3.) The innocent party justifiable relied on the misrepresentation.
4.) The innocent party was injured.


Intentional misrepresentation (fraud or deceit)

The intentional defrauding of a person out of money, property, or something else of value.


To prove malicious prosecution, the plaintiff is required to show (5 items):

1.) The plaintiff in the original lawsuit (now defendant) instituted or was responsible for instituting the original lawsuit.
2.) There was no probable cause for the first lawsuit (frivolous lawsuit)
3.) The plaintiff in the original action brought it with malice. (Caution: this is a very difficult element to prove.)
4.) the original lawsuit was terminated in favor of the original defendant (now the plaintiff).
5.) The current plaintiff suffered injury as a result of the original lawsuit.



The wrongdoer has knowledge that the representation was false and intended to deceive the innocent party (intentional conduct).


Intentional infliction of emotional distress (tort of outrage)

A tort that says a person whose extreme and outrageous conduct intentionally or recklessly causes severe emotional distress to another person is liable for that emotional distress.


Malicious prosecution

A lawsuit in which the original defendant sues the original plaintiff. In the second lawsuit, the defendant becomes the plaintiff and vice versa.


Unintentional tort (negligence)

A doctrine that says a person is liable for harm that is the foreseeable consequence of his or her actions.


To prove negligence the plaintiff must prove (5 items):

1.) The defendant owed a duty of care to the plaintiff
2.) The defendant breached this duty
3.) The plaintiff suffered injury
4.) The defendant's negligent act was the actual cause (or causation in fact) of the plaintiff's injuries.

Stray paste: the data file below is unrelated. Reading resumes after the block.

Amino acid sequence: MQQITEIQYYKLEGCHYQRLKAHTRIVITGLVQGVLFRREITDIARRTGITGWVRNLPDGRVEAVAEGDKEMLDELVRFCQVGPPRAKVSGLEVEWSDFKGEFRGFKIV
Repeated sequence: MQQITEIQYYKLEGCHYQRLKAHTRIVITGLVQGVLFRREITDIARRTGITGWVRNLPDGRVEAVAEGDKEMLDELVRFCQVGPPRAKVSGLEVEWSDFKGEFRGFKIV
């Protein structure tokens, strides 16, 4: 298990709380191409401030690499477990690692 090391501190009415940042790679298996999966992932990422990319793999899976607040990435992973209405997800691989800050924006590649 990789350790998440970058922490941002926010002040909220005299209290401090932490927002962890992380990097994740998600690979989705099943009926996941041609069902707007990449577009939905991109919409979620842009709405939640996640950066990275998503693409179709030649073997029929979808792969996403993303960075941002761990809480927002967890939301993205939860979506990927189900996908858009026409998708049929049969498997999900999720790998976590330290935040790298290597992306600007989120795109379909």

5.) the defendant's negligent act was the proximate cause (or legal cause) of the plaintiff's injuries. The defendant is liable only for the foreseeable consequences of his or her negligent act.


Duty of care

The obligation people owe each other not to cause any unreasonable harm or risk of harm.


Reasonable person standard

A test used to determine whether a defendant owes a duty of care. This test measures the defendant's conduct against how an objective, careful, and conscientious person would have acted in the same circumstances.


Breach of the duty of care

A failure to exercise care or to act as a reasonable person would act.



A plaintiff's personal injury or damage to his or her property that enables him or her to recover monetary damages for the defendant's negligence.


Actual cause (causation in fact)

The actual cause of negligence. A person who commits a negligent act is not liable unless actual cause can be proven.


To prove negligence per se, the plaintiff must show (3 items):

1.) a statute existed
2.) the statute was enacted to prevent this type of injury suffered
3.) the plaintiff was within a class of persons meant to be protected by the statute.


Res ipsa loquitur

A tort in which the presumption of negligence arises because (1) the defendant was in exclusive control of the situation and (2) the plaintiff would not have suffered injury but for someone's negligence. The burden switches to the defendant to prove that he or she was not negligent.